It was a beaten army that plodded back to the line of the Marne. Its retreat at times narrowly approached a rout. But the army was not crushed, annihilated. It remained a coherent, serviceable part of the allied line in the successful action speedily fought along the Marne. But had it not been for the presence of the airmen the British expeditionary force would have been wiped out then and there.

The battle of Mons gave the soldiers a legend which still persists-that of the ghostly English bowmen of the time of Edward the Black Prince who came back from their graves to save that field for England and for France. Thousands of simple souls believe that legend to-day. But it is no whit more unbelievable than the story of an army saved by a handful of men flying thousands of feet above the field would have been had it been told of a battle in our Civil War. The world has believed in ghosts for centuries and the Archers of Mons are the legitimate successors of the Great Twin Brethren at the Battle of Lake Regillus. But Cæsar, Napoleon, perhaps the elder von Moltke himself would have scoffed at the idea that men could turn themselves into birds to spy out the enemy's dispositions and save a sorely menaced army.

When this war has passed into history it will be recognized that its greatest contributions to military science have been the development and the use of aircraft and submarines. There have, of course, been other features in the method of waging war which have been novel either in themselves, or in the gigantic scale upon which they have been employed. There is, for example, nothing new about trench warfare. The American who desires to satisfy himself about that need only to visit the Military Park at Vicksburg, or the country about Petersburg or Richmond, to recognize that even fifty years ago our soldiers understood the art of sheltering themselves from bullet and shrapnel in the bosom of Mother Earth. The trench warfare in Flanders, the Argonne, and around Verdun has been novel only in the degree to which it has been developed and perfected. Concrete-lined trenches, with spacious and well-furnished bomb-proofs, with phonographs, printing presses, and occasional dramatic performances for lightening the soldiers' lot present an impressive elaboration of the muddy ditches of Virginia and Mississippi. Yet after all the boys of Grant and Lee had the essentials of trench warfare well in mind half a century before Germany, France, and England came to grips on the long line from the North Sea to the Vosges.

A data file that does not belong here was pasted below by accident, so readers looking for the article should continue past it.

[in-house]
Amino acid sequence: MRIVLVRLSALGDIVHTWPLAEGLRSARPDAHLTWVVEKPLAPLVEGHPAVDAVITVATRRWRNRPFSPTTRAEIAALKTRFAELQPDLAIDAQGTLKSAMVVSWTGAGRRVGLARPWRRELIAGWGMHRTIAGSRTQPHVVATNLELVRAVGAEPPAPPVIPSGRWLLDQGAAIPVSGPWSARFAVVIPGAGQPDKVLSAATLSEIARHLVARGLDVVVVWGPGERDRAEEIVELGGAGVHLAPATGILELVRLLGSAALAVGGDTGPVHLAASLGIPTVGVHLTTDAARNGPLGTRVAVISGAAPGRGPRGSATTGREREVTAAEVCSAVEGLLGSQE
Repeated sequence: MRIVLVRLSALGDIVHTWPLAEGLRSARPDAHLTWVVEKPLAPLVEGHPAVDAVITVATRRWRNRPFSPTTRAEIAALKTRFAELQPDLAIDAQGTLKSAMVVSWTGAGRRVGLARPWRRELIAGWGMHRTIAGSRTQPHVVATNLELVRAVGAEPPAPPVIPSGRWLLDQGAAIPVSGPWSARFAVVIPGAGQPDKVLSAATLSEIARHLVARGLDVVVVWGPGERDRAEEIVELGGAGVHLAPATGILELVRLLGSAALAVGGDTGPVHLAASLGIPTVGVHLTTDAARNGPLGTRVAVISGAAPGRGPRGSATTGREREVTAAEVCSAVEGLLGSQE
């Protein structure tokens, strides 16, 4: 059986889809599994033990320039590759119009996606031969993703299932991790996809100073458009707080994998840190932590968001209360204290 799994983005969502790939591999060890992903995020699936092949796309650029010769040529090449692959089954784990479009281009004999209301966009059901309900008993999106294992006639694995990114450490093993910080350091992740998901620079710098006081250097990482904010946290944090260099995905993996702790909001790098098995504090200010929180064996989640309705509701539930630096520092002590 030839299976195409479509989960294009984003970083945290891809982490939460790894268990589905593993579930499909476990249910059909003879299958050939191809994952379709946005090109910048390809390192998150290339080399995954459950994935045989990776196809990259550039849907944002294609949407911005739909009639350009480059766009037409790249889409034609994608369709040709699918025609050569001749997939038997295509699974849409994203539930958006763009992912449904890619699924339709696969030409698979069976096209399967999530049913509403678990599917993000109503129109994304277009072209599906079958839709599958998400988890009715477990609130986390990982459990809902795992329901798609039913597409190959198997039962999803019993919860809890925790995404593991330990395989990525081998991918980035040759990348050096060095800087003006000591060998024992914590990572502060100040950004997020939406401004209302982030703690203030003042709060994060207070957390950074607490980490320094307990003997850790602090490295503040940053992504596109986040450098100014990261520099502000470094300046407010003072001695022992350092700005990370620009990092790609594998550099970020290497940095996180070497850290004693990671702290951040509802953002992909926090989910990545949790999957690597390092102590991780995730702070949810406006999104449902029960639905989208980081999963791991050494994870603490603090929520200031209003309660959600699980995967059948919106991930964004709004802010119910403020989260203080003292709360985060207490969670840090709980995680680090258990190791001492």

Asphyxiating gas, whether liberated from a shell, or released along a trench front to roll slowly down before a wind upon its defenders, was a novelty of this war. But in some degree it was merely a development of the "stinkpot" which the Chinese have employed for years. So too the tear-bomb, or lachrymatory bomb, which painfully irritated the eyes of all in its neighbourhood when it burst, filling them with tears and making the soldiers practically helpless in the presence of a swift attack. These two weapons of offence, and particularly the first, because of the frightful and long-continuing agony it inflicts upon its victims, fascinated the observer, and awakened the bitter protests of those who held that an issue at war might be determined by civilized nations without recourse to engines of death and anguish more barbaric than any known to the red Indians, or the most savage tribes of Asia. Neither of these devices, nor for that matter the cognate one of fire spurted like a liquid from a hose upon a shrinking enemy, can be shown to have had any appreciable effect upon the fortunes of any great battle. Each, as soon as employed by any one belligerent, was quickly seized by the adversary, and the respiratory mask followed fast upon the appearance of the chlorine gas. Whatever the outcome of the gigantic conflict may be, no one will claim that any of these devices had contributed greatly to the result.

But the airplane revolutionized warfare on land. The submarine has made an almost equal revolution in naval warfare.




334 pages - 8½ x 11 softcover